Two-Cylinder Piston Pump

The piston pump was invented by the Greek engineer Ctesi­bius around 170 B.C. Modified versions of the pump were later put to use by the Romans for irrigating small parcels. A two-cylinder piston pump, made possible by clapper valves which were already used in the bellows of ironworkers, was introduced in 18th century Europe. Water is drawn by suction into the pump's cylinders through one-way clapper valves. The water is then forced out of the cylinders and into a delivery pipe by the down ward stroke of the pistons which, in this particular pump, were driven by a man rocking from side to side on a beam. Early piston pumps were used for irrigation and to replenish municipal water supplies.

Brass Pop-Up Sprinklers

Pop-up sprinklers represent an important advancement in irrigation technology. When not in use, these innovative sprinklers remain either at or below ground level and out the way of lawncare equipment. When activated, however, water pressure causes a riser-tube to "pop up" several inches above ground level allowing the sprinkler's nozzle to emit its spray without interference from surrounding grass and thatch. The earliest pop-up sprinklers, introduced in the 1930s, were fixed-spray sprinklers made of brass because of the metal's resistance to corrosion. Today, "pop-up" sprinklers are the industry standard for most large turf area applications.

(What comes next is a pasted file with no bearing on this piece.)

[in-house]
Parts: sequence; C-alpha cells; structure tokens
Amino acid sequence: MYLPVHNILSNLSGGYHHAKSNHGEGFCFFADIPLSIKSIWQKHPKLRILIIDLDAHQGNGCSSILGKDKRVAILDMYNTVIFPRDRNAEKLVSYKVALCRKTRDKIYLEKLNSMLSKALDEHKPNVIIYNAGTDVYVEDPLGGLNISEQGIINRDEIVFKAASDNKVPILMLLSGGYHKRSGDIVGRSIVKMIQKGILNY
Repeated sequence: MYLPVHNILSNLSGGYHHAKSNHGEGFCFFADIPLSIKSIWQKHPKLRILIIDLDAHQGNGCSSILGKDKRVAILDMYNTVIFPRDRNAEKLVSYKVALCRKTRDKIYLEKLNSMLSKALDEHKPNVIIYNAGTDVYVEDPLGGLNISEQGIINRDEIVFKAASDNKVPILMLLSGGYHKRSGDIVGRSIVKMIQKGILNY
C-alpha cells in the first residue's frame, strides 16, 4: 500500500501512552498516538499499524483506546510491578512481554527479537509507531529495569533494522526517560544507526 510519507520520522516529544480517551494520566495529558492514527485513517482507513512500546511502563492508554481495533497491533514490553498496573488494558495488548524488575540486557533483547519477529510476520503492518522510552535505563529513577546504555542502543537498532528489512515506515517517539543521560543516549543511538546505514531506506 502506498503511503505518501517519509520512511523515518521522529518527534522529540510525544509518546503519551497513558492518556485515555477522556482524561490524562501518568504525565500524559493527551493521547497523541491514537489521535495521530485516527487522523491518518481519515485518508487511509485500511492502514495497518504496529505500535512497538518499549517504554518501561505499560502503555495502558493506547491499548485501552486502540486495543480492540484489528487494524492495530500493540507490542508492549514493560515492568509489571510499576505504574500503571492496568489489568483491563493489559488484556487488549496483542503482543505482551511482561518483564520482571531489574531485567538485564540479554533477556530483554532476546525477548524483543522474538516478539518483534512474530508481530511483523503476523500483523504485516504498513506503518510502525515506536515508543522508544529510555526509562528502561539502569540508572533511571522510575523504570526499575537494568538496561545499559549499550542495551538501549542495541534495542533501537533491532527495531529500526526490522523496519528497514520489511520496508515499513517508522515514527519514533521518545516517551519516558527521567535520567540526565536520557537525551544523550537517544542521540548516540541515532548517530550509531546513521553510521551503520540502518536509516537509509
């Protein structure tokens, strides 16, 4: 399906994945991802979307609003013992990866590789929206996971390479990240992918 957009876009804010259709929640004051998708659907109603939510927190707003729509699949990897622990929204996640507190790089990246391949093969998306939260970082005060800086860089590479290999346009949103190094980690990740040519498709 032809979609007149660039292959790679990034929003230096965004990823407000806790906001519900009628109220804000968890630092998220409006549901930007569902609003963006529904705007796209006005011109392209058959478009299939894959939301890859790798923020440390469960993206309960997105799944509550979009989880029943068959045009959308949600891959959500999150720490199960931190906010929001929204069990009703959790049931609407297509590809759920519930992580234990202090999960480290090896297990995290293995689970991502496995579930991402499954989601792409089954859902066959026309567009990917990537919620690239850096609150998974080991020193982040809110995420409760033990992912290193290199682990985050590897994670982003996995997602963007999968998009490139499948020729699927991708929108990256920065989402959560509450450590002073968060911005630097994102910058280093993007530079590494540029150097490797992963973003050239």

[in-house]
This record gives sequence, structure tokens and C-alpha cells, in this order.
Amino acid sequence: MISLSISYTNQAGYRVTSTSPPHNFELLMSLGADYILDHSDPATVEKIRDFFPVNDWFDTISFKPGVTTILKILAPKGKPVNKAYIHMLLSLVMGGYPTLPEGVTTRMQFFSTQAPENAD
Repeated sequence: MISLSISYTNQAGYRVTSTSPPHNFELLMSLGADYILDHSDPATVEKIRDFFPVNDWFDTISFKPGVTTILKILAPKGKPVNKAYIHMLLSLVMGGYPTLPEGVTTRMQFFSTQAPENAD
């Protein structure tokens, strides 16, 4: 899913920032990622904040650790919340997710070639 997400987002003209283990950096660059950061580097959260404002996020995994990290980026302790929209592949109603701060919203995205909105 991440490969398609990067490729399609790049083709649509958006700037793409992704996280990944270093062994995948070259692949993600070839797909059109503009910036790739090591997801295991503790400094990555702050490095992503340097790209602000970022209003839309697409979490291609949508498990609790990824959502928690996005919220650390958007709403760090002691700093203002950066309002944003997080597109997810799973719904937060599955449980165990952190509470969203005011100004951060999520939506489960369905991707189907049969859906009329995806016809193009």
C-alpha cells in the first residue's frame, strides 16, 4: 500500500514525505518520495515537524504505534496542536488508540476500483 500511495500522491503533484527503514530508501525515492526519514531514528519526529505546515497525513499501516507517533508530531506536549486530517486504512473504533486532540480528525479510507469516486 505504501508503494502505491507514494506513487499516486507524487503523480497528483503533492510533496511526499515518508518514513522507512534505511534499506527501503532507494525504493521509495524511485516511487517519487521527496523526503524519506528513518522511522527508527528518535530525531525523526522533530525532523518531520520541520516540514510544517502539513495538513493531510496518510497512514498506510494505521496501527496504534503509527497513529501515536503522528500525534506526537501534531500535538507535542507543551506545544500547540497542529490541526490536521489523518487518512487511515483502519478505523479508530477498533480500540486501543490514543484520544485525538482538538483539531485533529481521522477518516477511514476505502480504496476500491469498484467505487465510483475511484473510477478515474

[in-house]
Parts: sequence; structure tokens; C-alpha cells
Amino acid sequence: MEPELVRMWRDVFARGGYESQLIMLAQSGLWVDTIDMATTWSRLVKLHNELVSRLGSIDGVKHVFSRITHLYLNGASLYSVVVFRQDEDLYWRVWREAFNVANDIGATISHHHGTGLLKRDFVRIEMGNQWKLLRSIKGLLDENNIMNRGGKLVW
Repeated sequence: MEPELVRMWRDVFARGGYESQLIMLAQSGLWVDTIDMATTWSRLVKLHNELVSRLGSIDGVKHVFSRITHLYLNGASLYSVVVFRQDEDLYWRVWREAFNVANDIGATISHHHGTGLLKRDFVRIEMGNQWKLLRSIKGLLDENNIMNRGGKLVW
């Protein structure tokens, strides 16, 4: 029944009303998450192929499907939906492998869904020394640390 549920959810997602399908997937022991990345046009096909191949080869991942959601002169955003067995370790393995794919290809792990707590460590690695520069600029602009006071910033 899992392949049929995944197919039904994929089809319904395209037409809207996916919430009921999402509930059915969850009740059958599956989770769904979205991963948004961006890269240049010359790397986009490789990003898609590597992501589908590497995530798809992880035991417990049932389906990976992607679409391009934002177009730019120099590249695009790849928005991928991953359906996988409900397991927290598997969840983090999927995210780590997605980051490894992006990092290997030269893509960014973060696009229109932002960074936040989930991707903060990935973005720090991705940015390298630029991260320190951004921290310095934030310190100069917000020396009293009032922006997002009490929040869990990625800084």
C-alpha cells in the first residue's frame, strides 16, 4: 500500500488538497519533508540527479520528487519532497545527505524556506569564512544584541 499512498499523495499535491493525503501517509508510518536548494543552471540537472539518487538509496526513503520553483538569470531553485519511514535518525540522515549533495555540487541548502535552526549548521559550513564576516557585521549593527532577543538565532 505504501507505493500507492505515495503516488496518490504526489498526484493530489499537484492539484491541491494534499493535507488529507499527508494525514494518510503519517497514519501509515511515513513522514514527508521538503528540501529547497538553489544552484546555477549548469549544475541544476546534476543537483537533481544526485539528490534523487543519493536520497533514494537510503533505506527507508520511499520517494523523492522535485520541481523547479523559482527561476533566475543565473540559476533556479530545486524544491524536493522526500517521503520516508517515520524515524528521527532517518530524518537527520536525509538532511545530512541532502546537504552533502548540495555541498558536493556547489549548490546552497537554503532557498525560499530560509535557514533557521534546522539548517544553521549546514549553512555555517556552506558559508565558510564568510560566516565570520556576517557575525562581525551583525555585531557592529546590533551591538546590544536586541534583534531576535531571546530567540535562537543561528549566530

Plastic, Gear-Driven Rotary Sprinklers

In 1963 a U.S. patent was issued to Edwin J. Hunter, founder of Hunter Industries, for the first rotary pop-up sprinkler with plastic internal gears. This development, now a standard in the industry, marked the beginning of a new era of irrigation during which water conservation became an important issue. The plastic componentry of this innovative sprinkler operated on less water pressure than the old-style impact sprinklers, offering a significant reduction of water consumption. In addition, the plastic gear-drive design is self lubricating and more resis­tant to corrosion than brass. Quiet operation and ease of instal­lation contributed to the industry's widespread acceptance of plastic gear-driven sprinklers. Ed Hunter's commitment to the irrigation industry and water conservation has resulted in a full range of top-quality irrigation products for residential and commercial use. He holds more than 150 patents, and his company is a major manufacturer of irrigation products sold throughout the world. Hunter Industries continues to locus its research and development efforts on low ­pressure, low precipitation-rate irrigation systems that save water and reduce operating costs.